Oxford University plans to change its final exam policy in 2018 to help female students score better on their history exams.
The college’s History Faculty will make one of its five final exams a take home paper in order to boost female performance on exams after a study revealed that men are more likely to get a first class degree in history than women, the Telegraph reported Sunday.
Thirty-two percent of women will go on to gain a first class degree, compared to 37 percent of men who will do the same, the study showed.
“This course in particular showed one of the largest gender gaps in results between women and men,” a document said regarding the gender gap in Oxford’s History program. “As women and men perform more equally in submitted work, it was proposed that a take-out exam with questions similar to that in a timed exam should be implemented.”
Some have accused the university of insulting women by making the standards lower to accommodate them.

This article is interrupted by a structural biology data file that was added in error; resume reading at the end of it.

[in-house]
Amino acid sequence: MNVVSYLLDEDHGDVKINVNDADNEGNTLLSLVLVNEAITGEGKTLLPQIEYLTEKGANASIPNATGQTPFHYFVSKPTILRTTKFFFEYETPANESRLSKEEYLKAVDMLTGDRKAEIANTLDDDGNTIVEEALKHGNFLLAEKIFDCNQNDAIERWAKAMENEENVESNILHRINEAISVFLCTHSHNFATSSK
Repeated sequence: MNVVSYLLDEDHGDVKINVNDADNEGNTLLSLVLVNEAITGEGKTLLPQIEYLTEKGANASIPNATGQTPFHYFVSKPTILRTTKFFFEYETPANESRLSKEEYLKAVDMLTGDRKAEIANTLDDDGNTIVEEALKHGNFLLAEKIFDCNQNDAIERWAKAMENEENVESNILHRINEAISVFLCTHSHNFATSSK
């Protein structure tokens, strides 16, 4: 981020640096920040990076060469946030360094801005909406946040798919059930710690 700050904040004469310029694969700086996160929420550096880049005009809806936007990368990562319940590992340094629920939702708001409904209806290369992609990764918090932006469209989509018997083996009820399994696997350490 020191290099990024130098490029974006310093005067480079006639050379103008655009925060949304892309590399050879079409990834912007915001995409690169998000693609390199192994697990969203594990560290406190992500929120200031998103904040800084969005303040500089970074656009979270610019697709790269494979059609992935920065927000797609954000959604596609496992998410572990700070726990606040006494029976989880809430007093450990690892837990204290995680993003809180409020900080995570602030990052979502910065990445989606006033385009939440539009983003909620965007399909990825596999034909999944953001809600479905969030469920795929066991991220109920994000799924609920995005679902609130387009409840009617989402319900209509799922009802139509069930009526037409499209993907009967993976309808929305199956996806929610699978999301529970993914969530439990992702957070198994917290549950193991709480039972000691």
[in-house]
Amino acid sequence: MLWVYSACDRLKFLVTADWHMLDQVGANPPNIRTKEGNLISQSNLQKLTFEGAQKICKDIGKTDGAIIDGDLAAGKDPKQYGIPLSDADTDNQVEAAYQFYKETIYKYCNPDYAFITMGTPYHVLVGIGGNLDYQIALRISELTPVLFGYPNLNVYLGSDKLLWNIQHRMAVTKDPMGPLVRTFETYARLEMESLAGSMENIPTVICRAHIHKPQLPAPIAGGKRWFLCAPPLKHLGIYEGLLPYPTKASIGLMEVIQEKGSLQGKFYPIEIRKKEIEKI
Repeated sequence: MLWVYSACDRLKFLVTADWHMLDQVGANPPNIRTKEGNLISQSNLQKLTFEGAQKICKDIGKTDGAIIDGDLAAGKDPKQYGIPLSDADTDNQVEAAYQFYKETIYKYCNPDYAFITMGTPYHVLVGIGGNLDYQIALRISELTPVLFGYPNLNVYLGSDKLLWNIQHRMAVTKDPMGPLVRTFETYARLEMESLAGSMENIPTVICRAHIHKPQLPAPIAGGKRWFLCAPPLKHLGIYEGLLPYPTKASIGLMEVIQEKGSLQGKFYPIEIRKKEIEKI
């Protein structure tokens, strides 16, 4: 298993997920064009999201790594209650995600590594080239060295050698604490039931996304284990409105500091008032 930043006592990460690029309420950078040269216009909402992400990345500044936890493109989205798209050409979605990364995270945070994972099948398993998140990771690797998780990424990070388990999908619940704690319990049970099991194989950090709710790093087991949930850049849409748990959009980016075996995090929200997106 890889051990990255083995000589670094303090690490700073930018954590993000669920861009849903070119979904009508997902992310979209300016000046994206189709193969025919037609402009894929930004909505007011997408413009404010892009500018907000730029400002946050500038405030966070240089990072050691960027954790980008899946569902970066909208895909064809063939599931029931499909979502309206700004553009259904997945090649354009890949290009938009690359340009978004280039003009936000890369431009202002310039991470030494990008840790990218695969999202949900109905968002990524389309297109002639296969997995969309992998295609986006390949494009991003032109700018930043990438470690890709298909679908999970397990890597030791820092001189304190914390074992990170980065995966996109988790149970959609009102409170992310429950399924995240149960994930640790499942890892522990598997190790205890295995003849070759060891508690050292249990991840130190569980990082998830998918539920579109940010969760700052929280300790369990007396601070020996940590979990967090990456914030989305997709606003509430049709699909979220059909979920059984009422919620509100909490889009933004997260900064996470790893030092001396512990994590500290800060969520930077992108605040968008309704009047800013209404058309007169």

“I think it is extremely well intentioned and I applaud them for taking the matter seriously. But it is so insulting,” historian Amanda Foreman said. “You are saying that the girls can’t take the stress of sitting in the exam room, which does raise one’s anxiety levels. I don’t think girls are inherently weaker than boys and can’t take it. Women are not the weaker sex.”
Oxford University stood by its decision, saying that the gender gap between scores played only a small part in its choice to change the final exam policy.
“This change is part of a broader goal of diversifying the History course in response to a number of factors, including the need to test a greater range of academic skills. The gender gap was also a consideration in this change, although research shows that the causes of the gap are broad do not lie solely in methods of assessment,” the school said in a statement.
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